This is the fourth in a series of posts from a talk I gave at the Joomla World Conference in 2013. The idea of innovation sometimes scares us, sometimes inspires us, sometimes fills us with dread.
Lesson 4: Innovate As If Your Business Depended On It
When the Borg arrived on the scene, the entire Federation and even humanity itself was in jeopardy. In one episode of Star Trek the Next Generation, Commander Riker saved the day, and Captain Picard by excuting the "Riker Maneuver", a never before seen (and therefore unimagined) approach to defeating the Borg in battle. It was risky, but it worked!
The idea of innovation sometimes scares us, sometimes inspires us, sometimes fills us with dread. You've probably heard the quote "failure is not an option" from the movie Apollo 13 (which by the way, was never actually said by Gene Kranz). It's inspiring!
In this part of the keynote, I talked about five rules for innovation from Nilofer Merchant, author of 11 Rules for Creating Value in the Social Era.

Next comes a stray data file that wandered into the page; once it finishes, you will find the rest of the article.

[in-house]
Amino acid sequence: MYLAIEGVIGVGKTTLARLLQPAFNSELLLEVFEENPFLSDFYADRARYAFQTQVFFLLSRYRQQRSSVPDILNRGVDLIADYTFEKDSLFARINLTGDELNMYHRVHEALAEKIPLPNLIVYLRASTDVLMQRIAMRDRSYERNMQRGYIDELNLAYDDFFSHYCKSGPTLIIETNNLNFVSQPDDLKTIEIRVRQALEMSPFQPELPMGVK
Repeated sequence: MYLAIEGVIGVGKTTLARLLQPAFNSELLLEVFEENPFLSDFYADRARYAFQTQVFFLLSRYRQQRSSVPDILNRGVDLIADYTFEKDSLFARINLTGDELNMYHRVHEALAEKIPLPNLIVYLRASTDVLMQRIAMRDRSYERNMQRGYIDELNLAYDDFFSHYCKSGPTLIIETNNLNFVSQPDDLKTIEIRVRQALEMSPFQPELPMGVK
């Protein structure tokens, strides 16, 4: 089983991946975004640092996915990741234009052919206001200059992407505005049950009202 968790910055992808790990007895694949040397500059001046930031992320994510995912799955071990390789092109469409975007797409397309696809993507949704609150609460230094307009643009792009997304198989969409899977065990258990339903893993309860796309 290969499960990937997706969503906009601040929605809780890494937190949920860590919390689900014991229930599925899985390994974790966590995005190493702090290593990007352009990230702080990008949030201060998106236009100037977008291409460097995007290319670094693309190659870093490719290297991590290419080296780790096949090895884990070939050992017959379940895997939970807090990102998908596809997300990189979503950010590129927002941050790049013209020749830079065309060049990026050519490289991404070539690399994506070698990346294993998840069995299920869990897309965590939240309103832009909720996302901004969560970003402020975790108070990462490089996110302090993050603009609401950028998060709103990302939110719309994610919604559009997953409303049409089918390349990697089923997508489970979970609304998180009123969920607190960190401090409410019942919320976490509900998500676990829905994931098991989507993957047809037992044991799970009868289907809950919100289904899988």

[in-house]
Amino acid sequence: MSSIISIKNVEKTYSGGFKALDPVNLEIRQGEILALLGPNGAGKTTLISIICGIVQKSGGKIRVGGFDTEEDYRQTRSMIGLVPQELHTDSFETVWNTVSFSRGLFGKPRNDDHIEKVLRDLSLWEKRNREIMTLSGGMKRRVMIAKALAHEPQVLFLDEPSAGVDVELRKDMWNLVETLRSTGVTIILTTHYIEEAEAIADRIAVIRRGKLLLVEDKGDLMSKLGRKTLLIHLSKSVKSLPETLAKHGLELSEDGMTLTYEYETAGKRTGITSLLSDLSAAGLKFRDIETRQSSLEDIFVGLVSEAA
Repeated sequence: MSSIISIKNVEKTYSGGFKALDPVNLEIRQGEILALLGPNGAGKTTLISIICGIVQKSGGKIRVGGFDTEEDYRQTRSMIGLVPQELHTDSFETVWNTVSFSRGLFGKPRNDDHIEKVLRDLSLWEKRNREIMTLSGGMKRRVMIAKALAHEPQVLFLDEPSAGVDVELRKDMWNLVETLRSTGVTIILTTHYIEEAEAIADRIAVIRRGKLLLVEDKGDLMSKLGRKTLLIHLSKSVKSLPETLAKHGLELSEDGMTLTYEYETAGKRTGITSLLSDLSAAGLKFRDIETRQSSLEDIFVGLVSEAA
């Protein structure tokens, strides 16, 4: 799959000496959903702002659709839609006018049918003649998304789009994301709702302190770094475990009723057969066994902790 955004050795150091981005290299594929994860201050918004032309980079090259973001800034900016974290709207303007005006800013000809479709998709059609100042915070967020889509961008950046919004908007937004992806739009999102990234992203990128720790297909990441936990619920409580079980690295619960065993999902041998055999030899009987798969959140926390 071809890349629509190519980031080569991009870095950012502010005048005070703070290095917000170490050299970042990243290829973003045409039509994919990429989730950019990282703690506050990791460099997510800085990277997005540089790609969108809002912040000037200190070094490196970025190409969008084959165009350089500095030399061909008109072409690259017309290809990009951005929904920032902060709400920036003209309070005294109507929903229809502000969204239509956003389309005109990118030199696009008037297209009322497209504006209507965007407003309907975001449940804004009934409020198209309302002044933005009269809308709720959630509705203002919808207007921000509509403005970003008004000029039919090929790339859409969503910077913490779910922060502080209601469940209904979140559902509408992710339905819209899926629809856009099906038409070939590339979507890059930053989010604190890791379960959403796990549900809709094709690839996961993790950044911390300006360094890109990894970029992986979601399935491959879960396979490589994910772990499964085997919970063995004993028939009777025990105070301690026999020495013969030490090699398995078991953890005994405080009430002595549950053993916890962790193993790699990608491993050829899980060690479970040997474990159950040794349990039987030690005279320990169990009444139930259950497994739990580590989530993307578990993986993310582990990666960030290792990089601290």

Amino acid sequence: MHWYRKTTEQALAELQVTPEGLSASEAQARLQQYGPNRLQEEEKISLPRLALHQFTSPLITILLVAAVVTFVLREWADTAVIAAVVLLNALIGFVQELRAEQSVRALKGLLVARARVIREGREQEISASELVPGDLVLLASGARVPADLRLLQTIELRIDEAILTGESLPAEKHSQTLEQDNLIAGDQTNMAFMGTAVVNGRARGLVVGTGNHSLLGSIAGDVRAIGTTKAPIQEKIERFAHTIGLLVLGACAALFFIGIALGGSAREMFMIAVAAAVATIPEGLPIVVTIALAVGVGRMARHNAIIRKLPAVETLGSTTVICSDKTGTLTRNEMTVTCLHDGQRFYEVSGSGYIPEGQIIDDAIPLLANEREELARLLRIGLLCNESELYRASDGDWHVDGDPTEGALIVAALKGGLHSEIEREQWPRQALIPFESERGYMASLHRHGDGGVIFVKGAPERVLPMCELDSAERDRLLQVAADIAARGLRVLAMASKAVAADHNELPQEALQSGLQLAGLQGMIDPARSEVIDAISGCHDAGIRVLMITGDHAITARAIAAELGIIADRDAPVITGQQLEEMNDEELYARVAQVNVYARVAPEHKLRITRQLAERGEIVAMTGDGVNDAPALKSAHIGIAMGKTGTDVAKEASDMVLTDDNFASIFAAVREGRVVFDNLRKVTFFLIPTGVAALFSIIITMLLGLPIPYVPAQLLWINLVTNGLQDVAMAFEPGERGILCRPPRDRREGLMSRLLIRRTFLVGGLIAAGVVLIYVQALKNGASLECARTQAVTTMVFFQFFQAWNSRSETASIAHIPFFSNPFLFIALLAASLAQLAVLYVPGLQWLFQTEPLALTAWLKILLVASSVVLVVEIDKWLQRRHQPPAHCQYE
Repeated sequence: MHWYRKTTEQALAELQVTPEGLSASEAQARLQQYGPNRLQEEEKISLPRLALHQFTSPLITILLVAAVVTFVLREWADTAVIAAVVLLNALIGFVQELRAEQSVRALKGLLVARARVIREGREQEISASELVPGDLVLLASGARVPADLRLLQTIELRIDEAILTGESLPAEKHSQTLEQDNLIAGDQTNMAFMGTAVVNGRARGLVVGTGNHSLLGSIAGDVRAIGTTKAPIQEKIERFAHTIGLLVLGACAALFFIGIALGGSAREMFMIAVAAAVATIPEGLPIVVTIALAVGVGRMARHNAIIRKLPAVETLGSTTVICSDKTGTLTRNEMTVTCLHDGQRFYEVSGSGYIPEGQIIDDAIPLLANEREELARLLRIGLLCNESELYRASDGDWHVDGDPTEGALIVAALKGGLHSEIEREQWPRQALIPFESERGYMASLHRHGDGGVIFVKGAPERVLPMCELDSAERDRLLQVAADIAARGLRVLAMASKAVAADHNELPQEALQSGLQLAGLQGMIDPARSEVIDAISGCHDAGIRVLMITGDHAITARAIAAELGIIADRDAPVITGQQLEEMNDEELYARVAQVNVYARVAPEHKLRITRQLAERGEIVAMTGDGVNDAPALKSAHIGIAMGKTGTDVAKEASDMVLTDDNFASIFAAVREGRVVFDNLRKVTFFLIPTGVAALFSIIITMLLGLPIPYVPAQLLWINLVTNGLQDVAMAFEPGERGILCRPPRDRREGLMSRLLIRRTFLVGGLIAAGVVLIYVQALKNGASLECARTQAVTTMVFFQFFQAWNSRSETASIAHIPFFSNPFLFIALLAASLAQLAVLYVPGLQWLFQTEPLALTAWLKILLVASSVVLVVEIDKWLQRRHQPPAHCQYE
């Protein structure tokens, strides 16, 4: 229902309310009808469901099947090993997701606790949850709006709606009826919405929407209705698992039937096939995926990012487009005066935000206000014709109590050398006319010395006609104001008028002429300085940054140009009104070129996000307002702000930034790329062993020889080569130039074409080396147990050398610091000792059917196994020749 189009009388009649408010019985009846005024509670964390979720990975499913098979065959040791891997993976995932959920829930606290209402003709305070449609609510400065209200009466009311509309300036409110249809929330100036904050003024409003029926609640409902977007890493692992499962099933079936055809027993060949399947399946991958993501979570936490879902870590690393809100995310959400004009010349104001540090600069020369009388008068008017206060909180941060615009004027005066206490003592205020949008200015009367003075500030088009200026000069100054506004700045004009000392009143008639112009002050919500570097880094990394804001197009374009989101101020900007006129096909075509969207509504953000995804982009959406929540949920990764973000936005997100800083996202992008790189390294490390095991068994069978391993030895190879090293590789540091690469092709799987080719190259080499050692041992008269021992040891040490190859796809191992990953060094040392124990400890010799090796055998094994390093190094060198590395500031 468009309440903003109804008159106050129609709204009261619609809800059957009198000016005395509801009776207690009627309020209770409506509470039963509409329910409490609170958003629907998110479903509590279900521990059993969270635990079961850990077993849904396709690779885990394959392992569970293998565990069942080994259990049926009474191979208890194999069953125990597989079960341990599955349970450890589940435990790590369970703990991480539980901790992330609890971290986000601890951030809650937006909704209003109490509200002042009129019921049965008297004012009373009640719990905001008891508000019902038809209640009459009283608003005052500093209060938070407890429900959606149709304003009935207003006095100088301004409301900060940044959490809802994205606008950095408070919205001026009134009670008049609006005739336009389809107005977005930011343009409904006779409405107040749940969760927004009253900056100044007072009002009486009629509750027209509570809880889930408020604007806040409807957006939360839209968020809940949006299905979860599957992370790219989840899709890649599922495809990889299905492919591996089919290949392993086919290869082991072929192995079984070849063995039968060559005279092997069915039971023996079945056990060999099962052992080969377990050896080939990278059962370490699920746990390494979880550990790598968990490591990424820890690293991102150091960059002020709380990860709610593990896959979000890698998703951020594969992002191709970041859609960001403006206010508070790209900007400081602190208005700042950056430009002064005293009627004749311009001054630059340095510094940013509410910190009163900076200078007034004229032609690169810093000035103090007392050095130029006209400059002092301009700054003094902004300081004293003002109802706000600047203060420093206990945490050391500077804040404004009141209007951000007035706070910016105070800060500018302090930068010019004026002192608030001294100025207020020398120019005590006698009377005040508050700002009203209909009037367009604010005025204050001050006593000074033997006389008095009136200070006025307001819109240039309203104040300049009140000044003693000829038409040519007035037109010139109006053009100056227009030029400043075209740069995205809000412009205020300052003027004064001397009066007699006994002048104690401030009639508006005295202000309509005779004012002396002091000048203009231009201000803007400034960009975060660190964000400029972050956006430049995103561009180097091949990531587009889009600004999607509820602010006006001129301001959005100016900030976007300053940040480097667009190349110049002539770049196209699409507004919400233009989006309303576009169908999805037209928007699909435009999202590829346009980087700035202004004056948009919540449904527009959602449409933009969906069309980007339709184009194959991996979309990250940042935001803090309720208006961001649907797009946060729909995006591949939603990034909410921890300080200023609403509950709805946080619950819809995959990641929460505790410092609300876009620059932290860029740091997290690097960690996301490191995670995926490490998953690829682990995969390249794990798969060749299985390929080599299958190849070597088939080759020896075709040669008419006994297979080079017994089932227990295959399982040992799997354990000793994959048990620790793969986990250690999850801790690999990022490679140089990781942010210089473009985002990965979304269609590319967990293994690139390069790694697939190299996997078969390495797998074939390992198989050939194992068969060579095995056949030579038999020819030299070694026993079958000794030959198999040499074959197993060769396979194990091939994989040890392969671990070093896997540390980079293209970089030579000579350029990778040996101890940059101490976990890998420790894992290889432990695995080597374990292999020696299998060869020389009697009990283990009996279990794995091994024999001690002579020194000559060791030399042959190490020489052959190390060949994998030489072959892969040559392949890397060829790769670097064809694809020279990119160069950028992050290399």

- Know your purpose... or... know your WHY.
- Figure out what you need to learn.
- Figure out what you need to un-learn
- Pilot, invest, experiment
- Reward learning and cooperation.
Sidenote: Open source projects struggle with #5 as much as anyone does. We sometimes reward bad behavior by ignoring it or even excusing it because someone is "too valuable" to the project to lose. Instead, bad behavior needs to dealt with, within a code of conduct, such as the ones the Drupal and Joomla! communities have developed. Whatever the process, I believe Donna Benjamin is correct in her blog post entitled "Empathy". We need sympathy, empathy and compassion as we work through conflict. Innovation at the cost of learning and cooperation isn't worth it.
This video is a little longer than the first three, but hopefully it will be of value to the discussion.